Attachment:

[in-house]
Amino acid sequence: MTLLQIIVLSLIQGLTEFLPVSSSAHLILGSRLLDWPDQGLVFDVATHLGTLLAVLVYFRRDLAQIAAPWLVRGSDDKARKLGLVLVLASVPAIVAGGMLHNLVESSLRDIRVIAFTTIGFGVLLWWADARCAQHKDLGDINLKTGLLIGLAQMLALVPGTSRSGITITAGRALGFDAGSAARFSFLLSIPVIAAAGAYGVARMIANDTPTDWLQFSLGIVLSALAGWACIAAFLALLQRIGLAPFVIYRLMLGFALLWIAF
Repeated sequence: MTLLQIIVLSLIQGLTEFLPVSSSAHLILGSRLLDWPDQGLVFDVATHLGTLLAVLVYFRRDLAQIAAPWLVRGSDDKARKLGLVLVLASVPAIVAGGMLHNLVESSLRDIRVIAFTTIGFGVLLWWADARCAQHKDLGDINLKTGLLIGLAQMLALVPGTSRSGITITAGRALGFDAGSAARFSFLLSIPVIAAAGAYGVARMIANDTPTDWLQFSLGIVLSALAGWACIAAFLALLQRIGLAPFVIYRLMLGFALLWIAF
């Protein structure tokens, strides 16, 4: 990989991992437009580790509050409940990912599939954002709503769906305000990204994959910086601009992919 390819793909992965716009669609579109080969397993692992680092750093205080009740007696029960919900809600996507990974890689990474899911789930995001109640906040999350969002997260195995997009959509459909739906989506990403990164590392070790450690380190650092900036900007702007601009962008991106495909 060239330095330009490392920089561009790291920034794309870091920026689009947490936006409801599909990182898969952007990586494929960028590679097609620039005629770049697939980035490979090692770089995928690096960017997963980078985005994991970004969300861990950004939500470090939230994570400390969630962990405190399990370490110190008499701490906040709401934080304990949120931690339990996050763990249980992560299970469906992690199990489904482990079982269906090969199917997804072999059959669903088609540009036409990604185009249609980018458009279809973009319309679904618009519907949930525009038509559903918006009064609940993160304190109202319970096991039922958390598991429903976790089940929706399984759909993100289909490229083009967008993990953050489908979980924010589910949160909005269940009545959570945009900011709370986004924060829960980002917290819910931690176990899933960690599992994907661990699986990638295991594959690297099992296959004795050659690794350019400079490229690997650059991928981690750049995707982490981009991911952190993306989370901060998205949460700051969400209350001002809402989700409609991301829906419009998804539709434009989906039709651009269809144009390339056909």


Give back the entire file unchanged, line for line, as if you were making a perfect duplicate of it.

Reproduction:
[in-house]
Amino acid sequence: MTLLQIIVLSLIQGLTEFLPVSSSAHLILGSRLLDWPDQGLVFDVATHLGTLLAVLVYFRRDLAQIAAPWLVRGSDDKARKLGLVLVLASVPAIVAGGMLHNLVESSLRDIRVIAFTTIGFGVLLWWADARCAQHKDLGDINLKTGLLIGLAQMLALVPGTSRSGITITAGRALGFDAGSAARFSFLLSIPVIAAAGAYGVARMIANDTPTDWLQFSLGIVLSALAGWACIAAFLALLQRIGLAPFVIYRLMLGFALLWIAF
Repeated sequence: MTLLQIIVLSLIQGLTEFLPVSSSAHLILGSRLLDWPDQGLVFDVATHLGTLLAVLVYFRRDLAQIAAPWLVRGSDDKARKLGLVLVLASVPAIVAGGMLHNLVESSLRDIRVIAFTTIGFGVLLWWADARCAQHKDLGDINLKTGLLIGLAQMLALVPGTSRSGITITAGRALGFDAGSAARFSFLLSIPVIAAAGAYGVARMIANDTPTDWLQFSLGIVLSALAGWACIAAFLALLQRIGLAPFVIYRLMLGFALLWIAF
């Protein structure tokens, strides 16, 4: 990989991992437009580790509050409940990912599939954002709503769906305000990204994959910086601009992919 390819793909992965716009669609579109080969397993692992680092750093205080009740007696029960919900809600996507990974890689990474899911789930995001109640906040999350969002997260195995997009959509459909739906989506990403990164590392070790450690380190650092900036900007702007601009962008991106495909 060239330095330009490392920089561009790291920034794309870091920026689009947490936006409801599909990182898969952007990586494929960028590679097609620039005629770049697939980035490979090692770089995928690096960017997963980078985005994991970004969300861990950004939500470090939230994570400390969630962990405190399990370490110190008499701490906040709401934080304990949120931690339990996050763990249980992560299970469906992690199990489904482990079982269906090969199917997804072999059959669903088609540009036409990604185009249609980018458009279809973009319309679904618009519907949930525009038509559903918006009064609940993160304190109202319970096991039922958390598991429903976790089940929706399984759909993100289909490229083009967008993990953050489908979980924010589910949160909005269940009545959570945009900011709370986004924060829960980002917290819910931690176990899933960690599992994907661990699986990638295991594959690297099992296959004795050659690794350019400079490229690997650059991928981690750049995707982490981009991911952190993306989370901060998205949460700051969400209350001002809402989700409609991301829906419009998804539709434009989906039709651009269809144009390339056909």